High-tech, multicultural Malaysia features low unemployment and a strong economy, but it needs professionals in a wide variety of job sectors to fill skills gaps.
By Mary Anne Thompson, founder, and president, Goinglobal Inc.
Malaysia is an upper middle-income, multicultural, relatively high-tech country with an open market economy. Its unemployment is a low 3.3%, its companies are growing, and business confidence is high, though employers are somewhat cautious in their hiring plans.
Malaysia is a regional hub for financial services, IT and logistics, and a base for global electrical and electronics corporations. Shared services are expanding as medium-sized companies enter the market, and many organizations are eager to attract returning Malaysians because of their international experience.
Only about 10% of employees in Malaysia are foreign workers. Domestic companies tend to prefer local workers. In sectors where talent shortages exist, 48% of companies would be willing to consider hiring a qualified expatriate, but 52% would not.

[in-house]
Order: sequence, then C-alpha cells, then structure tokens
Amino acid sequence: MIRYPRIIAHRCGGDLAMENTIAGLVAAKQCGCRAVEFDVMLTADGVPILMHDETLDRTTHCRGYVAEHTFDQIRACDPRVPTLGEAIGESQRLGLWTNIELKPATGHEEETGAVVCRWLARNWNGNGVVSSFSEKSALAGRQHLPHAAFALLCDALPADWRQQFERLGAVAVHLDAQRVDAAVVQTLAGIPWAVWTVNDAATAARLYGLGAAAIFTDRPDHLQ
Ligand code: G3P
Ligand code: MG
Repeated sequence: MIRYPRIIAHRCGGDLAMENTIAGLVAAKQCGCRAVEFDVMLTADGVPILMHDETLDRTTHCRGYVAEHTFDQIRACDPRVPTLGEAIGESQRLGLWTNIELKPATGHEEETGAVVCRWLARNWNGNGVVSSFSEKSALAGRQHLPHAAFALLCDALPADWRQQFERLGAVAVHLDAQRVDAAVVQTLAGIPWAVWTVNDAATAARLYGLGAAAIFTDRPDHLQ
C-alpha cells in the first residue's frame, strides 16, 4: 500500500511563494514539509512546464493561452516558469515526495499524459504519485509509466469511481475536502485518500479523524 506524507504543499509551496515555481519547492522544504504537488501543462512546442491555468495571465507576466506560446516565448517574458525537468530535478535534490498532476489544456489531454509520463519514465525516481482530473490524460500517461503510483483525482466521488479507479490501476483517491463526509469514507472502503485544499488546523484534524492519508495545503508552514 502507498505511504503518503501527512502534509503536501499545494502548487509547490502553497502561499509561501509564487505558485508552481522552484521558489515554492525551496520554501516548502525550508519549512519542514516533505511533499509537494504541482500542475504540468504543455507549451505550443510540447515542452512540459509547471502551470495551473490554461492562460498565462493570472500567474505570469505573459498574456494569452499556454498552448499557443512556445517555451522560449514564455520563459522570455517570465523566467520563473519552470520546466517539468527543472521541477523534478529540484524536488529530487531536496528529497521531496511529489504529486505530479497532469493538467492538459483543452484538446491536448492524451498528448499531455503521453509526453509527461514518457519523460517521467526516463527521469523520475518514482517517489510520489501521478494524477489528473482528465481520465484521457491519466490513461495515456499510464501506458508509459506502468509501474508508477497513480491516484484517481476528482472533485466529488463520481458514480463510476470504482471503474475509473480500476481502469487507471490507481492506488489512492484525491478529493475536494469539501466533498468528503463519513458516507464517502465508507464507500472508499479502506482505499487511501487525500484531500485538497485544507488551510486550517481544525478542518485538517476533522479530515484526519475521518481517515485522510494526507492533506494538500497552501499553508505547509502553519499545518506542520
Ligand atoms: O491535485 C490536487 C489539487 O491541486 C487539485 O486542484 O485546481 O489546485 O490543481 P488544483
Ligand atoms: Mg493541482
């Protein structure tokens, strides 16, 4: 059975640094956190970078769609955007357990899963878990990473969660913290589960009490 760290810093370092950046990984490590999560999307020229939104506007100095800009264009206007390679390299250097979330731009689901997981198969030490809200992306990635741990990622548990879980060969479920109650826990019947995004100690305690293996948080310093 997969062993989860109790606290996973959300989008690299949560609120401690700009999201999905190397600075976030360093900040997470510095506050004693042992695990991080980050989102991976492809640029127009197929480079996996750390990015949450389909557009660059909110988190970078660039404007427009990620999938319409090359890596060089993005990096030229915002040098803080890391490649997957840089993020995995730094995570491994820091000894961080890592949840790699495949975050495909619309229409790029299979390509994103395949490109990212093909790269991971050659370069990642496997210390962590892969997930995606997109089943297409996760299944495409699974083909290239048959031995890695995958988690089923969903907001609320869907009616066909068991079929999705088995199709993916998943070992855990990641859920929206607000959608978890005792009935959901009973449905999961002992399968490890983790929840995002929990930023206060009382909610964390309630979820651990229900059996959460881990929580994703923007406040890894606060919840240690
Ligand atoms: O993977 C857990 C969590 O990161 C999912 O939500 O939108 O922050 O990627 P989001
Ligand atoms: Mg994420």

The labor market suffers from skill shortages and mismatches that could impede companies’ operations or growth, according to recruiting firm, Hays.
Some of the greatest skills gaps occur in specialized areas of sales, IT, and accounting and finance. Talent shortages in the life sciences and healthcare are developing with the rapid growth of the sector.
Top skills in demand include risk management, compliance, digital marketing, sales, and marketing.
In addition to technical skills, today’s top candidates possess soft skills including creativity, ability to collaborate, strong communication skills, provide solutions to challenges and emotional intelligence.
Malaysia has a strong economy and vibrant workforce. Though the country does not often stray from nationals when searching for new employees, more and more companies are opening up to the idea of foreign workers filling key positions where shortages exist.